Think about the job you have. What are the duties? What qualifications did you need to get it?
Consider carefully each of the following issues. If any of them do affect your job performance, what reasonable accommodations can would reduce or eliminate their impact? These questions may come up after you have disclosed your epilepsy.
- If you cannot drive, is there transportation available to get you to work?
- What kind of seizures do you have?
- How often do you have them?
- What happens when you have a seizure?
- How do you feel after a seizure?
- Do you have a warning before your seizure?
- Are you satisfied with your seizure control?
- How often do you take medication?
- Do you take your medications as prescribed?
- Do you have any side effects from the medication you take?
- Does your medication affect your memory?
- Do you have a regular doctor?
- How often do you see your doctor?
- Does your doctor support your job goal?
- What, if anything, is likely to bring on your seizures?
- Do you have more frequent seizures if you are under stress?
- Who knows that you have epilepsy?
- Will your epilepsy have an impact on your ability to do any essential part of the job?
- If so, are there reasonable accommodations which can be made to reduce or eliminate the impact? (Refer to the Accommodation section of this manual.)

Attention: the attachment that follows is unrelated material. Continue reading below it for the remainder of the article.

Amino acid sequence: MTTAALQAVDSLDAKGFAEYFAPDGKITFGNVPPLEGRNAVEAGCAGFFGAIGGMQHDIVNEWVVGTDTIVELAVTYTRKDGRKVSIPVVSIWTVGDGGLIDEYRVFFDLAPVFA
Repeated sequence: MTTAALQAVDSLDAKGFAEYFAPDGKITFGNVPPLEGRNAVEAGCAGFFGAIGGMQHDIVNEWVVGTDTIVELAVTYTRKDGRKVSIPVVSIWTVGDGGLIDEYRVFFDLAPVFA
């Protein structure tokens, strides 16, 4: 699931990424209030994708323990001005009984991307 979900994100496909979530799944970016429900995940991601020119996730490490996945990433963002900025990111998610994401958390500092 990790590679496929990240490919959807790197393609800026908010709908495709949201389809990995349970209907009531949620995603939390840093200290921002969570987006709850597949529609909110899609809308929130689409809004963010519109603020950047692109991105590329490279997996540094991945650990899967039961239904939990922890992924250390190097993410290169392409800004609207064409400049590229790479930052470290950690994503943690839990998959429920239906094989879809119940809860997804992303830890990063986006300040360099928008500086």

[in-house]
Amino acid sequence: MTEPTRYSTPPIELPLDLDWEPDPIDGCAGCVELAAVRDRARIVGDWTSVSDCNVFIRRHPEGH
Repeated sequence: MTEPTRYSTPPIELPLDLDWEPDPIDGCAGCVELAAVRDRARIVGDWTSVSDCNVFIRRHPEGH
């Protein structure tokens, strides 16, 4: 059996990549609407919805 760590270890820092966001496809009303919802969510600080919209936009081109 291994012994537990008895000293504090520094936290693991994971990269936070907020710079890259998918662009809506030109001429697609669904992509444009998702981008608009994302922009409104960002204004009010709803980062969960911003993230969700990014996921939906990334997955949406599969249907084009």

Keeping your Job
So you’ve finally gone through the daunting process of looking for a job, applying to various positions and attending interviews. Finally, you’ve landed the position you set out to get. Now what?
Although you are now an employee, you may have a probation period or training period, during which you want to establish yourself as a successful employee. You want to show that you are hardworking, conscientious, an asset to the company and (eventually) a candidate for promotion.
Now that you have the job, it’s up to you to keep it. Remember that employees can be fired for just causes, such as excessive absences, poor job performance and insubordination.
Focus on the actions you can take to succeed in the workplace. As you become more familiar with your work and begin to develop good relationships with co-workers, your anxiety will subside. Enjoy your work!
To succeed in the workplace, you must know what your employer wants. An employer has three basic justifiable expectations of you as an employee.
- You can fulfill your job duties. An equal opportunity employer has based the decision to hire you solely on your qualifications. You probably will not have to know how to perform every function of the job immediately. In most places however, you will get a reasonable amount of time to learn new skills and acquire the necessary knowledge to successfully finish the job as expected. During this orientation period, demonstrate your work habits and take responsibility for learning the job.
- You will not be absent regularly. The employer needs you to complete tasks in a timely manner. Frequent and unjustifiable absences may cause unreasonable delays on your assigned work and cause problems. Demonstrate regular and prompt attendance. Return from breaks on time.
- You will “fit in” and cooperate with colleagues. Employers are concerned with employees who waste time because of their inability to get along with co-workers. Your ability to develop good relationships will also make the job more pleasant, interesting and fulfilling for you.